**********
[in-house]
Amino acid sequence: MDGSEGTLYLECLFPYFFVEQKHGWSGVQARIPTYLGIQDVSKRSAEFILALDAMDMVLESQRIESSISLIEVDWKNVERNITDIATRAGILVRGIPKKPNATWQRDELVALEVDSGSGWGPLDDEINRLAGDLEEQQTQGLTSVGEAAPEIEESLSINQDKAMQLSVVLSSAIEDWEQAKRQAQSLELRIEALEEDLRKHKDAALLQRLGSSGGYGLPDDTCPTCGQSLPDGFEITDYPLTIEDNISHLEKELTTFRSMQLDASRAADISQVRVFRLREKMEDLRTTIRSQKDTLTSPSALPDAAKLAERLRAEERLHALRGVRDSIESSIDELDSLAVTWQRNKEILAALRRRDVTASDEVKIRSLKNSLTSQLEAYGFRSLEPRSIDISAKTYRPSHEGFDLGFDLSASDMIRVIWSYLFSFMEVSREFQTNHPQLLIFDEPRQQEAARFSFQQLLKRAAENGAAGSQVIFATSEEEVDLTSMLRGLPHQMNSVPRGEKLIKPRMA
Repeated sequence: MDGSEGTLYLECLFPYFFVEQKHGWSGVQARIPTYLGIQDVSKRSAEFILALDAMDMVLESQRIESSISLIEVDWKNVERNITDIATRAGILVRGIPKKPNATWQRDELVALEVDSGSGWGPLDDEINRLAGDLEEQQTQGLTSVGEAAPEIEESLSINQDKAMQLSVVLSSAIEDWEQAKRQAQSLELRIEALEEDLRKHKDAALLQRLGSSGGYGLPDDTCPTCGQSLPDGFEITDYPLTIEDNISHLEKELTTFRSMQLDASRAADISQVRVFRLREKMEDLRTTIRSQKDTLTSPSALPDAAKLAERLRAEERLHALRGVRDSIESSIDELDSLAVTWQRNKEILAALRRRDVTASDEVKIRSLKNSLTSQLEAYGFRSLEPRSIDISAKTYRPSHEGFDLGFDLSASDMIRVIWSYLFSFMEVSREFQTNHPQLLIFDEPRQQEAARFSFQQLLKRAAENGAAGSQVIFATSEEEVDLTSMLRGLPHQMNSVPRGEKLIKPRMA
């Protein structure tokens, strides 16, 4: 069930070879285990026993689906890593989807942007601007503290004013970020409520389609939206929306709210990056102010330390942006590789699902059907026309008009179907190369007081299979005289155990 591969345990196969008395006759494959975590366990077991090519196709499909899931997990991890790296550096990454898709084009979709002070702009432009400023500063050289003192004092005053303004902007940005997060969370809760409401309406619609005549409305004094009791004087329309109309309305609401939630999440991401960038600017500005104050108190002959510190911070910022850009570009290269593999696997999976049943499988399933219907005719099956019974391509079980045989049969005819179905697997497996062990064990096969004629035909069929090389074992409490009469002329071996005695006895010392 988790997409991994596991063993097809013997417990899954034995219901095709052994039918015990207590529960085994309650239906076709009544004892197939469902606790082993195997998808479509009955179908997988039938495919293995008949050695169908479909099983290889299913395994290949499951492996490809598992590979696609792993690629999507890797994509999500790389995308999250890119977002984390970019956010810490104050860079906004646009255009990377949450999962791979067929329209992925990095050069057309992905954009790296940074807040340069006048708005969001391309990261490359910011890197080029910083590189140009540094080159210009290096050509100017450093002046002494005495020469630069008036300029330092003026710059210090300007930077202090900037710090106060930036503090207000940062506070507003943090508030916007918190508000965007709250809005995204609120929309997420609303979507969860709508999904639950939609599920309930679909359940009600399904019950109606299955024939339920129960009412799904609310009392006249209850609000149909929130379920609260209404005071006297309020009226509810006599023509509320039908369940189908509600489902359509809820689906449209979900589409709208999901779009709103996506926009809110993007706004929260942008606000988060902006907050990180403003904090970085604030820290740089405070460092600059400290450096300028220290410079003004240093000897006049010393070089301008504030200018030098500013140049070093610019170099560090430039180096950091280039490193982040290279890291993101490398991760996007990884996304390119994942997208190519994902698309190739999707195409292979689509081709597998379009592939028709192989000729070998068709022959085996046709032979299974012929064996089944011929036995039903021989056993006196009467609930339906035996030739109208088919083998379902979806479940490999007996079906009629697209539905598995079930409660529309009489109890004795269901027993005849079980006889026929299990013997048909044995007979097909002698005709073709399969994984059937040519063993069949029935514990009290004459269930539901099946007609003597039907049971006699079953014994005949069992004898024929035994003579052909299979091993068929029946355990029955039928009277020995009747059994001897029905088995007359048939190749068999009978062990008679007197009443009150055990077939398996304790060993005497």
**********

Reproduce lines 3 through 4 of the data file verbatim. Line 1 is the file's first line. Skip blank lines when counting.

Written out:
Repeated sequence: MDGSEGTLYLECLFPYFFVEQKHGWSGVQARIPTYLGIQDVSKRSAEFILALDAMDMVLESQRIESSISLIEVDWKNVERNITDIATRAGILVRGIPKKPNATWQRDELVALEVDSGSGWGPLDDEINRLAGDLEEQQTQGLTSVGEAAPEIEESLSINQDKAMQLSVVLSSAIEDWEQAKRQAQSLELRIEALEEDLRKHKDAALLQRLGSSGGYGLPDDTCPTCGQSLPDGFEITDYPLTIEDNISHLEKELTTFRSMQLDASRAADISQVRVFRLREKMEDLRTTIRSQKDTLTSPSALPDAAKLAERLRAEERLHALRGVRDSIESSIDELDSLAVTWQRNKEILAALRRRDVTASDEVKIRSLKNSLTSQLEAYGFRSLEPRSIDISAKTYRPSHEGFDLGFDLSASDMIRVIWSYLFSFMEVSREFQTNHPQLLIFDEPRQQEAARFSFQQLLKRAAENGAAGSQVIFATSEEEVDLTSMLRGLPHQMNSVPRGEKLIKPRMA
């Protein structure tokens, strides 16, 4: 069930070879285990026993689906890593989807942007601007503290004013970020409520389609939206929306709210990056102010330390942006590789699902059907026309008009179907190369007081299979005289155990 591969345990196969008395006759494959975590366990077991090519196709499909899931997990991890790296550096990454898709084009979709002070702009432009400023500063050289003192004092005053303004902007940005997060969370809760409401309406619609005549409305004094009791004087329309109309309305609401939630999440991401960038600017500005104050108190002959510190911070910022850009570009290269593999696997999976049943499988399933219907005719099956019974391509079980045989049969005819179905697997497996062990064990096969004629035909069929090389074992409490009469002329071996005695006895010392 988790997409991994596991063993097809013997417990899954034995219901095709052994039918015990207590529960085994309650239906076709009544004892197939469902606790082993195997998808479509009955179908997988039938495919293995008949050695169908479909099983290889299913395994290949499951492996490809598992590979696609792993690629999507890797994509999500790389995308999250890119977002984390970019956010810490104050860079906004646009255009990377949450999962791979067929329209992925990095050069057309992905954009790296940074807040340069006048708005969001391309990261490359910011890197080029910083590189140009540094080159210009290096050509100017450093002046002494005495020469630069008036300029330092003026710059210090300007930077202090900037710090106060930036503090207000940062506070507003943090508030916007918190508000965007709250809005995204609120929309997420609303979507969860709508999904639950939609599920309930679909359940009600399904019950109606299955024939339920129960009412799904609310009392006249209850609000149909929130379920609260209404005071006297309020009226509810006599023509509320039908369940189908509600489902359509809820689906449209979900589409709208999901779009709103996506926009809110993007706004929260942008606000988060902006907050990180403003904090970085604030820290740089405070460092600059400290450096300028220290410079003004240093000897006049010393070089301008504030200018030098500013140049070093610019170099560090430039180096950091280039490193982040290279890291993101490398991760996007990884996304390119994942997208190519994902698309190739999707195409292979689509081709597998379009592939028709192989000729070998068709022959085996046709032979299974012929064996089944011929036995039903021989056993006196009467609930339906035996030739109208088919083998379902979806479940490999007996079906009629697209539905598995079930409660529309009489109890004795269901027993005849079980006889026929299990013997048909044995007979097909002698005709073709399969994984059937040519063993069949029935514990009290004459269930539901099946007609003597039907049971006699079953014994005949069992004898024929035994003579052909299979091993068929029946355990029955039928009277020995009747059994001897029905088995007359048939190749068999009978062990008679007197009443009150055990077939398996304790060993005497």